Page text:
Much like prescription glasses, hearing aid won’t cure your hearing loss. However, new hearing aids aren’t as easy to get used to as glasses. Don’t be surprised if, at first, it all seems somewhat overwhelming. Getting used to hearing aids takes patience and practice.

Some people seem to leap right into amplification use. For others the process relearning to hear takes longer and requires added patience, dedication, and perseverance. Adults who have lost their hearing must learn to match the signals provided by their hearing aids to the speech sounds they heard and stored in their memory before losing their hearing. Even the most sophisticated hearing aids won’t provide maximum satisfaction unless the wearer is willing to work at learning to hear again. This can be a frustrating process; however with time and dedication, the hearing aid user will adapt to their new hearing aids and will enjoy better hearing.

Relearning to hear takes place in the brain. The ears provide a conduit for sound to enter the central nervous system but the brain must interpret these sounds. When amplification reintroduces sounds, the brain may become overwhelmed. The unfamiliar sounds may at first seem tinny or metallic, background noise may seem louder than usual, and the wearer may feel his or her own voice sounds different. New hearing aid users often discover that the world is a noisy place filled with sounds that they haven’t heard in a long time. Time and practice with their new amplification the hearing aid user will adapt to these sounds.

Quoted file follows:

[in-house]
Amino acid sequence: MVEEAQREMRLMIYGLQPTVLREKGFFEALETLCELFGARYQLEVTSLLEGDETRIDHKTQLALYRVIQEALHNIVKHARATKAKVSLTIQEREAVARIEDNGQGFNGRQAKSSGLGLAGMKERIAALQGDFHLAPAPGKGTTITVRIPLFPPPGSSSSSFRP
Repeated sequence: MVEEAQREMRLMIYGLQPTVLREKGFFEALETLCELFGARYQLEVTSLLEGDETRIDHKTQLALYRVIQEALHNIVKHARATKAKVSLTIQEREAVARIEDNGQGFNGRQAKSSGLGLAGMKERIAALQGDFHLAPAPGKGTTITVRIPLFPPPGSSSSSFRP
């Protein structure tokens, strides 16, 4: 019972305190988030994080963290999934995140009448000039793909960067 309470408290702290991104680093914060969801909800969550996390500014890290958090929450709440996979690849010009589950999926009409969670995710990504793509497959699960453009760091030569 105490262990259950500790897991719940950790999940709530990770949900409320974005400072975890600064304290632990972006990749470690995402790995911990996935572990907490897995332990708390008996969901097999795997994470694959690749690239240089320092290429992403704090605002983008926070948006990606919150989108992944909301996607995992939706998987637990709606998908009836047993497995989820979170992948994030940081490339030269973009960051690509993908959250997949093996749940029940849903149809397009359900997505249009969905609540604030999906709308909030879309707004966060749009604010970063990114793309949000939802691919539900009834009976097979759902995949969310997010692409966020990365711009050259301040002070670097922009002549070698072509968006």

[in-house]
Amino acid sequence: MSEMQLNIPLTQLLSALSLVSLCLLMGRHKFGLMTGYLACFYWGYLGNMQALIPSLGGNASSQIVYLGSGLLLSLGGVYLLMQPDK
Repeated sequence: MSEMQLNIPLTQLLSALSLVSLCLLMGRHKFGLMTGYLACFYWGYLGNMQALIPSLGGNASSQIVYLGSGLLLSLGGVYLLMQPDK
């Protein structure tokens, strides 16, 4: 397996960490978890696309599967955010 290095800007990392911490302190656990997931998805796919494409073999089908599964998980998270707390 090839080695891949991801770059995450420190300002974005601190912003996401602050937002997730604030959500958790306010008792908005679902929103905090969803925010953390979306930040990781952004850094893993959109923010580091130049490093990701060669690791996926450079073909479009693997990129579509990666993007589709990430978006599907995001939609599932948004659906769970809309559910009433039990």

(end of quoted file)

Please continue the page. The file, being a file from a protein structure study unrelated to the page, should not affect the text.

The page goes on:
There are no set limits on how long this process will take. Research has shown that the listener’s ability to comprehend speech may continue to increase over a period of several months after being fit with new hearing aids. For some users this process will take place in as little as a few weeks, for others, it may require more time. Regardless of the amount of time, those who are most successful with hearing aids share similar characteristics; 1) a positive attitude, 2) a willingness to learn, 3) a commitment to good hearing, and 4) patience.

Relearning to hear also requires a good working relationship with an Audiologist. An Audiologist has the education and experience to help counsel the wearer through the relearning process and can provide many useful tips and suggestions that can help them to hear better. With patience, dedication, and ample guidance from an Audiologist, hearing instrument wearers will become a successful listeners.